He told our correspondent Suzanne Lynch during a recent campaign rally in South Carolina that he had a “soft spot” for Ireland and even mentioned that the Taoiseach visited South Bend (home to the Note Dame Fighting Irish football team).
He seems to have been referring to Enda Kenny, as opposed to the incumbent. However, Leo Varadkar and Buttigieg (pronounced Boot-edge-edge) had a brief Twitter conversation earlier this year after the youthful fourth favourite for the Democratic nomination behind Joe Biden, Elizabeth Warren and Bernie Sanders was asked to name his favourite novel.
“Ulysses by James Joyce. People view it as this inaccessible, mysterious, complicated opus ... but it’s a very democratic book, about a guy going through life and the incredible depth and meaning to be found in the everyday.”
Leo replied: “I must admit I struggled to read it, but it’s worth persevering because it touches on so many familiar spots in Dublin. That makes it special. Hope you can visit sometime.”
Mayor Pete is up for it. “Me too – sign me and Chasten up for a pint in the city one Bloomsday!” he tweeted. Chasten is his husband.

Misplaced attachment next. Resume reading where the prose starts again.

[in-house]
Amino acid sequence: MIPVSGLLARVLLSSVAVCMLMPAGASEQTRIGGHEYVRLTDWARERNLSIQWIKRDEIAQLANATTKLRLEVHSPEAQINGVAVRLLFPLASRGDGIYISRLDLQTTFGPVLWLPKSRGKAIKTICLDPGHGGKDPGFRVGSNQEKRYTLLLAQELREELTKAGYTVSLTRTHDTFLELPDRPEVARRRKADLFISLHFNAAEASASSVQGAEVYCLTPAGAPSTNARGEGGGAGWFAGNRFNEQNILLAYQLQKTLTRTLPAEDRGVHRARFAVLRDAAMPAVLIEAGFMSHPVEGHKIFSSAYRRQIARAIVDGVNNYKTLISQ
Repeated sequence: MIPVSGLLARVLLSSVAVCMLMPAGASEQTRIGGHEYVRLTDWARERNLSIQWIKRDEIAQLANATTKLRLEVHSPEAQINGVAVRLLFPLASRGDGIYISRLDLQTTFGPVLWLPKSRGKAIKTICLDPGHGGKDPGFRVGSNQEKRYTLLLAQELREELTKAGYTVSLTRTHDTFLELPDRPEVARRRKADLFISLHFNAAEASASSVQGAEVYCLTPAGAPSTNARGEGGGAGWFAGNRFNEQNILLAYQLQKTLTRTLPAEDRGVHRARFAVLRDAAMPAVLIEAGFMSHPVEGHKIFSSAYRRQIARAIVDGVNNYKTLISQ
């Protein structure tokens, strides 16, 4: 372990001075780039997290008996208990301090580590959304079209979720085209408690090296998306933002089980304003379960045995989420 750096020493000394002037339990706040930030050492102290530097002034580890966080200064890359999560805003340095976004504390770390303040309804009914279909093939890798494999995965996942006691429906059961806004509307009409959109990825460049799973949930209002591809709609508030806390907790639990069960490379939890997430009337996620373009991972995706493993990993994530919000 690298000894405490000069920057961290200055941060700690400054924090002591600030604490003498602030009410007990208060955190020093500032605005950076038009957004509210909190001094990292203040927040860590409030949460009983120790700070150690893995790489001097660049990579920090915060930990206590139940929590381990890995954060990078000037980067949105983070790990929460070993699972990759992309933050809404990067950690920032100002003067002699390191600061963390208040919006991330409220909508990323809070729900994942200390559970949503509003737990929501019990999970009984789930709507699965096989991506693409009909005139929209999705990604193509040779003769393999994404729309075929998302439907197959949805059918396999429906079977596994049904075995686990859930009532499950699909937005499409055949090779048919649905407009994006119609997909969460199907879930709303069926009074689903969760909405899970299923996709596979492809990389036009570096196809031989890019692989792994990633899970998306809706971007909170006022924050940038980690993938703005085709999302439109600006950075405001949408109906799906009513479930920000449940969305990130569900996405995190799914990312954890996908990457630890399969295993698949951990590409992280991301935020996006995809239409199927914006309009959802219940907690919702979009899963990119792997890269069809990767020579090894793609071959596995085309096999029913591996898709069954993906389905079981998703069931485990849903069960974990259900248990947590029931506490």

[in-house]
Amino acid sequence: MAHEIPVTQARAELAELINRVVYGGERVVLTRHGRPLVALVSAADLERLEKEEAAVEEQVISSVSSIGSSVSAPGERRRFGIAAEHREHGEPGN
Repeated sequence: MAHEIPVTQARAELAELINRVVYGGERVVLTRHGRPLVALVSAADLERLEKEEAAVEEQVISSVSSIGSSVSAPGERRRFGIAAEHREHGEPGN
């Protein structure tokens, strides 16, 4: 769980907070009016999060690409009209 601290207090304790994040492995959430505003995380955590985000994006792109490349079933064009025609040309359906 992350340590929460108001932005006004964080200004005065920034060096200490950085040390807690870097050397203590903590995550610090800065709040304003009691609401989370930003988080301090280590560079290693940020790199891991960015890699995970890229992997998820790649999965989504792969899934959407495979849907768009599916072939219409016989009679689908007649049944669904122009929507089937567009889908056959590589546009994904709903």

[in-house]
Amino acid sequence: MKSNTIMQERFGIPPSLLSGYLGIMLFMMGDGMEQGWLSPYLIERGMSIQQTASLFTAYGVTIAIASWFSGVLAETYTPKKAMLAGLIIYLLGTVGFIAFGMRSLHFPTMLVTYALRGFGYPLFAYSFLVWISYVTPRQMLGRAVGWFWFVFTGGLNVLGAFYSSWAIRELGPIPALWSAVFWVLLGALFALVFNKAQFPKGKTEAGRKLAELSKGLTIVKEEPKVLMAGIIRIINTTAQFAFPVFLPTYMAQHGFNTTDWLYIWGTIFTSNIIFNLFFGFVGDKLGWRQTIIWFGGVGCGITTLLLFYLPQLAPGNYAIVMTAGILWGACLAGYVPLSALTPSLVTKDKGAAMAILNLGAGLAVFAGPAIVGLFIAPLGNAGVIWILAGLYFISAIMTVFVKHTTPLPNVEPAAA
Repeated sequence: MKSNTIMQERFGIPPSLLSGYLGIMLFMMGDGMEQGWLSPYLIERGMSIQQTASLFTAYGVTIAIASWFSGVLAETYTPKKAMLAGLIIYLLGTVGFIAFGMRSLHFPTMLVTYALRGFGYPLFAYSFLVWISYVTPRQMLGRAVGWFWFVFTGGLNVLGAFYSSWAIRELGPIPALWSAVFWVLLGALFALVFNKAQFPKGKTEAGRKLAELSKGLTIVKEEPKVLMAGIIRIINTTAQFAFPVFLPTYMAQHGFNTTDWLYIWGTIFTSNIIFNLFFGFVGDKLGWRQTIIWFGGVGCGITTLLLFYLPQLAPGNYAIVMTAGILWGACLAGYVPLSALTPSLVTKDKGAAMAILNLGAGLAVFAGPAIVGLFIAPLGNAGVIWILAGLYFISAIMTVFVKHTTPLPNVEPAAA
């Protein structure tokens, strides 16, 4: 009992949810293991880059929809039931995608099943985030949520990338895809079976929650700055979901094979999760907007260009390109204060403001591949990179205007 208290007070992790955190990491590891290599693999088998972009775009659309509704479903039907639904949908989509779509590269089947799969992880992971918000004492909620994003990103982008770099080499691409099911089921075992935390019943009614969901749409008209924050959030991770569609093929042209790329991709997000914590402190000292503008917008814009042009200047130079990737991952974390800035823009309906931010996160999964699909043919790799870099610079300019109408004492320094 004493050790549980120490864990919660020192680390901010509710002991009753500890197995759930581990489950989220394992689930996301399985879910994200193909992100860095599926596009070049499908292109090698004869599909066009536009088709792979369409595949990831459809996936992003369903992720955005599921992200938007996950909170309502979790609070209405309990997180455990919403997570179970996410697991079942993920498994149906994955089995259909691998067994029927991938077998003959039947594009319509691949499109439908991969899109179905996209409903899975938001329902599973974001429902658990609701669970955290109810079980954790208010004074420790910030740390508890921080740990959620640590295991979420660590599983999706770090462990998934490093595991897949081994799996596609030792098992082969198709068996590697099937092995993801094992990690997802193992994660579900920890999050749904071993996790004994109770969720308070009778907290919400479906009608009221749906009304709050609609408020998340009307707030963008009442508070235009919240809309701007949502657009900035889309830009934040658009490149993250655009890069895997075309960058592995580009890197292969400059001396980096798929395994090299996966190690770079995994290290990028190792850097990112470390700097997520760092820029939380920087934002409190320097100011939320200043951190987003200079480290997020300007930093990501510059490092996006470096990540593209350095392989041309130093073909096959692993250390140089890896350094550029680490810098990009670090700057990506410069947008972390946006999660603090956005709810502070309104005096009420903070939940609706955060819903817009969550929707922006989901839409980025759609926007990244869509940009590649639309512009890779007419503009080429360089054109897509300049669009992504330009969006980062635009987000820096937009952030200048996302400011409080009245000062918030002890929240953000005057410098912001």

Parallels have been drawn between the two politicians. Buttigieg (37) is a highly educated, young, gay politician who is aspiring to be the president of the United States. Varadkar (40) is a highly educated, young, gay politician who is aspiring to a second term as Taoiseach.
At his rally in Rock Hill, South Carolina, the candidate was asked by an audience member if his age was an issue. “The world right now is seeing a rise of a new generation of leaders,” he replied, mentioning Emmanuel Macron (41), Jacinda Ardern (39) and the new president of El Salvador, Nayib Bukele (38).
No mention of Leo, though, which must be little disappointing for the Taoiseach, particularly as Pete’s hubby tweeted a couple of months ago, reacting to Mike Pence’s lunch with the Taoiseach and his partner Matt Barrett in Dublin.
“I’ve sat at tables with people who would gladly deny me the right to marry, who openly support conversion therapy, and who adamantly believe being gay is a choice. Doesn’t mean they’re any less homophobic because we shared a meal.”
The plantation of lustre
Keeping up staff morale is very important in the Department of Foreign Affairs. The Happiness Police are always thinking up useful and inspiring ways to enrich the lives of their domestic and international workforce. Implant Week has just finished. How very generous. Dental, breast or contraceptive – it’s a world of choice in Foreign Affairs.
The department’s “wellbeing” team is dying to know how everyone got on. They’ve circulated an email to the Iveagh House troops, who like to think they are the crème de la crème at the glamour end of the civil service.